Old people who were poor were poor because they could no longer work and earn money. During their working lives they had not earned enough to put money aside to keep them in their old age. Children were poor because their parents were poor.

Until the early 1900s most people thought that the poor were poor because they wasted their money on drink. However, social reformers showed that poverty was caused by a number of key factors:

  • Unemployment or partial unemployment (the inability to get a permanent job)
  • The death of a wage earner in the family
  • Illness
  • Low wages
  • Large families
There were also reasons behind the reasons. In the 19th century Britain had been the world’s leading industrial nation. By the early 1900s other countries like Germany and the USA were competing strongly with Britain. This took jobs away from Britain and left people in poverty.

As people realised that poverty was not really the fault of the poor they began to support the view that the government should do something to help the young, the old and the unemployed.
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Was anything done to help the poor before the Liberal reforms?
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A lot was done before the Liberal reforms began in 1906. The Conservative party passed a number of acts like the Unemployed Workmen's Act in 1903, and the Employment of Children Act 1903. Local councils passed byelaws on issues like child labour. They also cleared slum housing and built new housing for the poor.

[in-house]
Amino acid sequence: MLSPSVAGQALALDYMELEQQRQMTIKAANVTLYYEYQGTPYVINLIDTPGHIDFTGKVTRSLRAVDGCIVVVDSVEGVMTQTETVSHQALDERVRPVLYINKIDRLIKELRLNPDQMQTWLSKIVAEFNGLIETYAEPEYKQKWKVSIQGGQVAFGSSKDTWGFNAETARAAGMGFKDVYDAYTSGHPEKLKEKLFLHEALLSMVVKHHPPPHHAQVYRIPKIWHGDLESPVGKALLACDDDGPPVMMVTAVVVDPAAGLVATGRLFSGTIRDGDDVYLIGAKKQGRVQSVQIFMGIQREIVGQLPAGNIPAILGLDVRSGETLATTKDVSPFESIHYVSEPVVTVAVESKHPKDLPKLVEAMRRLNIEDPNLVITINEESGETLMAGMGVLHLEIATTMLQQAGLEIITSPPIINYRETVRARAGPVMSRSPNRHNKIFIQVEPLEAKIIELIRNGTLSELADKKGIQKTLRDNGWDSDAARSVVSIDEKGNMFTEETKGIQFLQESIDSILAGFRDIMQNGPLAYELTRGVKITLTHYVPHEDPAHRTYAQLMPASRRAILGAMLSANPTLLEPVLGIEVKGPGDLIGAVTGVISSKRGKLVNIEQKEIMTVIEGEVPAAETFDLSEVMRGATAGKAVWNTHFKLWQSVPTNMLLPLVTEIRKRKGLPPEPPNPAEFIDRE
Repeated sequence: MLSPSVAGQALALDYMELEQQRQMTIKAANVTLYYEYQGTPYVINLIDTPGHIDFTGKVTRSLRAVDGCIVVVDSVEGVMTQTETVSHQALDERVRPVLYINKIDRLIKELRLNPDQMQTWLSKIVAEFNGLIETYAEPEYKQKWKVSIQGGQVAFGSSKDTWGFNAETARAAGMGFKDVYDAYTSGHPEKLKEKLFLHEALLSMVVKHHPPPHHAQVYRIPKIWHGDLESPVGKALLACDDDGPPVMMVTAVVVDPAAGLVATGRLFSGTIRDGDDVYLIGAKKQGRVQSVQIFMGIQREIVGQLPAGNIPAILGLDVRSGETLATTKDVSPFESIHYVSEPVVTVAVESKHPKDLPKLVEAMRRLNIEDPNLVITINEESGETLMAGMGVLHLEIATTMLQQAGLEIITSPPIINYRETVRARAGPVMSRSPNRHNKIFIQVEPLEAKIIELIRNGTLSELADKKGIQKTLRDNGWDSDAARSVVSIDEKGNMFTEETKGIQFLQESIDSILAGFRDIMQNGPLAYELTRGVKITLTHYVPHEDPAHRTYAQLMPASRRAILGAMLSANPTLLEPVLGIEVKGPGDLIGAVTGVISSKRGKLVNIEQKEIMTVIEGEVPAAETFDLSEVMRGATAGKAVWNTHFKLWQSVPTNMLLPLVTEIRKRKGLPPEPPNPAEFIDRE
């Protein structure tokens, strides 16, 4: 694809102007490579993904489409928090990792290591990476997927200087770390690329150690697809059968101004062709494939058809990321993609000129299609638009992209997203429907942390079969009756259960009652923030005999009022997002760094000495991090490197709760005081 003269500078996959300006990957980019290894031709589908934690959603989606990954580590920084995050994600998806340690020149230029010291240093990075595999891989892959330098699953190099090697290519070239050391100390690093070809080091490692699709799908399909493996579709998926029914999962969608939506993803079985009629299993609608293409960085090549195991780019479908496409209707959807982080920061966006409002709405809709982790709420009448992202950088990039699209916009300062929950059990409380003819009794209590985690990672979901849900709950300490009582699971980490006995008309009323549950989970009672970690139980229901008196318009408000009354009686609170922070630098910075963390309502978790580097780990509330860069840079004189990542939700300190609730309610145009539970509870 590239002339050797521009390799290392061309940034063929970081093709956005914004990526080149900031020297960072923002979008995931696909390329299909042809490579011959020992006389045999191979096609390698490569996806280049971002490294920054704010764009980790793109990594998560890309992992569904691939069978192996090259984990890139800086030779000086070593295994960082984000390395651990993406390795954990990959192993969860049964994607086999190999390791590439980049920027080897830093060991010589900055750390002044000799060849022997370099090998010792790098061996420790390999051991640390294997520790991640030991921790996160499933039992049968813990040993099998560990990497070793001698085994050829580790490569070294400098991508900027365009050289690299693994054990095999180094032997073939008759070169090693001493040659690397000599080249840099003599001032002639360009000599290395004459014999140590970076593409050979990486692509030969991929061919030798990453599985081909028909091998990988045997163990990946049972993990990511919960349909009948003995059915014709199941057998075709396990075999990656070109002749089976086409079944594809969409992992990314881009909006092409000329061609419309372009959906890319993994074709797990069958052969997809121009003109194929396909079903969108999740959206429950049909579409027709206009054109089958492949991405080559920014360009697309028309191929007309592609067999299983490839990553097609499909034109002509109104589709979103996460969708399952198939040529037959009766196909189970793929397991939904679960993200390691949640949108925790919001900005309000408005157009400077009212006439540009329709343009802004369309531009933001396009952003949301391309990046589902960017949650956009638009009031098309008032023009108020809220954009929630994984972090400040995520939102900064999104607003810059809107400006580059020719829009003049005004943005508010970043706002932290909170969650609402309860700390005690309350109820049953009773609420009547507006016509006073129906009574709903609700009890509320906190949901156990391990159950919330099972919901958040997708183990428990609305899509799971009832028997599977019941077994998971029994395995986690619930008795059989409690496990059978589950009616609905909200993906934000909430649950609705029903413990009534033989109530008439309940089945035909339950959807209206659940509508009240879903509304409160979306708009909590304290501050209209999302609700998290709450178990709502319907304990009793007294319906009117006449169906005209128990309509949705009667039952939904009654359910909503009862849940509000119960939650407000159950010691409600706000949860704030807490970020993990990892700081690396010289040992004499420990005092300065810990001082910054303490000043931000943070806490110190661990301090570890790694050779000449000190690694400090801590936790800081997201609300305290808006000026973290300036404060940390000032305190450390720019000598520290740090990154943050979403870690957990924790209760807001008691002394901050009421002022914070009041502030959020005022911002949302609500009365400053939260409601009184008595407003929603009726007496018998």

The problem was that a lot of the action depended on the attitude of the local authorities. Some councils did take action. Others did not, usually because of the cost of measures like building new housing.

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PRO ref: PRO 30/69/1824; plan showing housing in Bethnal Green after rebuilding, 1900   A plan drawn in 1900 showing working class housing in the Boundary Street area of Bethnal Green after it had been cleared and rebuilt by the London County Council
(PRO ref: PRO 30/69/1824)
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Why did the Liberals take action in 1906?
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But why did the government take action in 1906 as opposed to any other date? One reason was that the Liberals were faced with so much evidence of such terrible poverty, hardship and ill health. Other factors also played their part.

In 1906 there were young and ambitious politicians who became part of the government. Two of the most important were David Lloyd George and Winston Churchill. Both of these men felt that the state of Britain's poor was a national disgrace.

There were also political reasons for introducing welfare reforms. The Liberals were concerned about the growing popularity of the new Labour Party. They thought that welfare reforms might attract voters to their party instead of Labour. Another factor was national security. In 1899 Britain went to war in South Africa. When the army called for volunteers to join up it was found that around 50% of those who applied were unfit to join the army.

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PRO ref: PC 8/612; document on the state of health of people in Britain   Extract from a document produced by the Anthropological Institute of Great Britain commenting on the state of health of people in Britain
((PRO ref: PC 8/612)